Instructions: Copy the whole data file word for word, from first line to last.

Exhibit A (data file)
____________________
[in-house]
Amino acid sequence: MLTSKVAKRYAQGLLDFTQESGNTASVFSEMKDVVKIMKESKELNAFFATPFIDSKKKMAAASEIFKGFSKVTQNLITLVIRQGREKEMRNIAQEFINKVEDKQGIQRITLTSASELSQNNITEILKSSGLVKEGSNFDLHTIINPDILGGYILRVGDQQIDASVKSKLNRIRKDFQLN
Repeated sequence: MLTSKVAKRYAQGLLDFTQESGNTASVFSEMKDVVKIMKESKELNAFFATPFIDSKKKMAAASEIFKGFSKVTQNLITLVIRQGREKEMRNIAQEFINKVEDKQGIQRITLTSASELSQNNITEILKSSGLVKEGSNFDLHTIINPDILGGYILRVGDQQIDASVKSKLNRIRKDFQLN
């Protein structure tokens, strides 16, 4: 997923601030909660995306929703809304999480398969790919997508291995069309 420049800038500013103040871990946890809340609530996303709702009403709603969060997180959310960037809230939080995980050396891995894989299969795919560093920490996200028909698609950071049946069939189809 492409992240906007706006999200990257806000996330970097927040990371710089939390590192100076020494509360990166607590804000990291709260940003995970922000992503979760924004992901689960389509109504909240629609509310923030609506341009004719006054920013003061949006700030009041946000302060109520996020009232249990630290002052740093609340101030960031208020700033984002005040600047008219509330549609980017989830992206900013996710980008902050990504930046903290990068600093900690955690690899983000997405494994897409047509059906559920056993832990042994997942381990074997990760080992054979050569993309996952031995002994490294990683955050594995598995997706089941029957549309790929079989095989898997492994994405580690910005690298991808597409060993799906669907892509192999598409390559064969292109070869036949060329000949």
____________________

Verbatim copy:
[in-house]
Amino acid sequence: MLTSKVAKRYAQGLLDFTQESGNTASVFSEMKDVVKIMKESKELNAFFATPFIDSKKKMAAASEIFKGFSKVTQNLITLVIRQGREKEMRNIAQEFINKVEDKQGIQRITLTSASELSQNNITEILKSSGLVKEGSNFDLHTIINPDILGGYILRVGDQQIDASVKSKLNRIRKDFQLN
Repeated sequence: MLTSKVAKRYAQGLLDFTQESGNTASVFSEMKDVVKIMKESKELNAFFATPFIDSKKKMAAASEIFKGFSKVTQNLITLVIRQGREKEMRNIAQEFINKVEDKQGIQRITLTSASELSQNNITEILKSSGLVKEGSNFDLHTIINPDILGGYILRVGDQQIDASVKSKLNRIRKDFQLN
């Protein structure tokens, strides 16, 4: 997923601030909660995306929703809304999480398969790919997508291995069309 420049800038500013103040871990946890809340609530996303709702009403709603969060997180959310960037809230939080995980050396891995894989299969795919560093920490996200028909698609950071049946069939189809 492409992240906007706006999200990257806000996330970097927040990371710089939390590192100076020494509360990166607590804000990291709260940003995970922000992503979760924004992901689960389509109504909240629609509310923030609506341009004719006054920013003061949006700030009041946000302060109520996020009232249990630290002052740093609340101030960031208020700033984002005040600047008219509330549609980017989830992206900013996710980008902050990504930046903290990068600093900690955690690899983000997405494994897409047509059906559920056993832990042994997942381990074997990760080992054979050569993309996952031995002994490294990683955050594995598995997706089941029957549309790929079989095989898997492994994405580690910005690298991808597409060993799906669907892509192999598409390559064969292109070869036949060329000949």